Yesterday, those who picked up a copy of The New York Times will have noticed an approachable, welcoming and conversational revamp of its style supplement, T: The New York Times Style Magazine. The redesign, led by creative director Patrick Li and the magazine’s new editor Hanya Yanagihara, is a reflection of contemporary culture that sees the magazine bending the rules of being a supplement to a larger editorial.
The redesign is vast both creatively and in terms of editorial content, introducing a series of regular new features. The introduction of Hanya Yanagihara, a revered writer who rose to literary fame following the success of her second novel A Little Life in 2015, sees the magazine become more packed with editorial content than its more visually-led predecessor. “We talk about the magazine as a reflection of our culture,” creative director Patrick tells It’s Nice That. “Of course, Deborah [Needleman, the publication’s previous editor] spoke about that but in a different way. It was very aesthetically driven but Hanya’s vision incorporates a lot more of a response to the times and she wants it to be more engaging. The challenge is to still make a luxury product, but also to be aware of what’s happening around us. We talk about the role of artists, designers, and the creative industry as a reflection of what we’re experiencing today and I think that there is a truth to reflecting that in the work.”
Due to the editorial factor of the magazine increasing, typographic refreshes are a main factor of the redesign with Patrick taking time to consider how a page can still remain breathable. “The typography changed considerably, we went from this really elegant serif typeface, Schnyder, to two new typefaces which have a density or a compactness.” The visual direction of these new typefaces is inspired by found references of 70s news magazines as “there’s something very informational about them, and the type size may be small but they’re very bold,” the creative director points out. Patrick commissioned foundry Commercial Type to develop the new fonts, a type foundry he has worked with during his time at The New York Times since 2011.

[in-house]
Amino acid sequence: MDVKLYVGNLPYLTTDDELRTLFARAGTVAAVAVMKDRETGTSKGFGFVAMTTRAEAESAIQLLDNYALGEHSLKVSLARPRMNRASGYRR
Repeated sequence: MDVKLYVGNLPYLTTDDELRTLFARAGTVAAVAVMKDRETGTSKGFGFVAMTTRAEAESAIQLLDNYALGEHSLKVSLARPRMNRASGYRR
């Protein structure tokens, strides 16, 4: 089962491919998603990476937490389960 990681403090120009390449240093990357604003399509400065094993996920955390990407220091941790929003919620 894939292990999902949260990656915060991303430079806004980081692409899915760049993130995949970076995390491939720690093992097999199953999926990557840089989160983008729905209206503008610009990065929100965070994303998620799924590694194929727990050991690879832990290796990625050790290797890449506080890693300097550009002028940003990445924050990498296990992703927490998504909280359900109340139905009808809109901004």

To begin the process of creating two new typefaces for the magazine Patrick explains that the teams shared “a visual world around what we were imagining and how we might see it be used,” he says. “But basically I guess it’s really a combination of a conversation and sharing visuals on the mood and the place we imagine using it. It’s different for each one and the points of departure weren’t the same from the previous typefaces I’ve done with them.” The first new typeface implemented is Kippenberger, a font inspired by artist Martin Kippenberger’s books, catalogues and the work of Jim Dine. The second is rooted in more traditional graphic design influences titled Fact, and grew out of research into Herb Lubalin at Cooper Union (The Herb Lubalin Study Centre of Design and Typography) and further research on gothic black letter type at the British Library.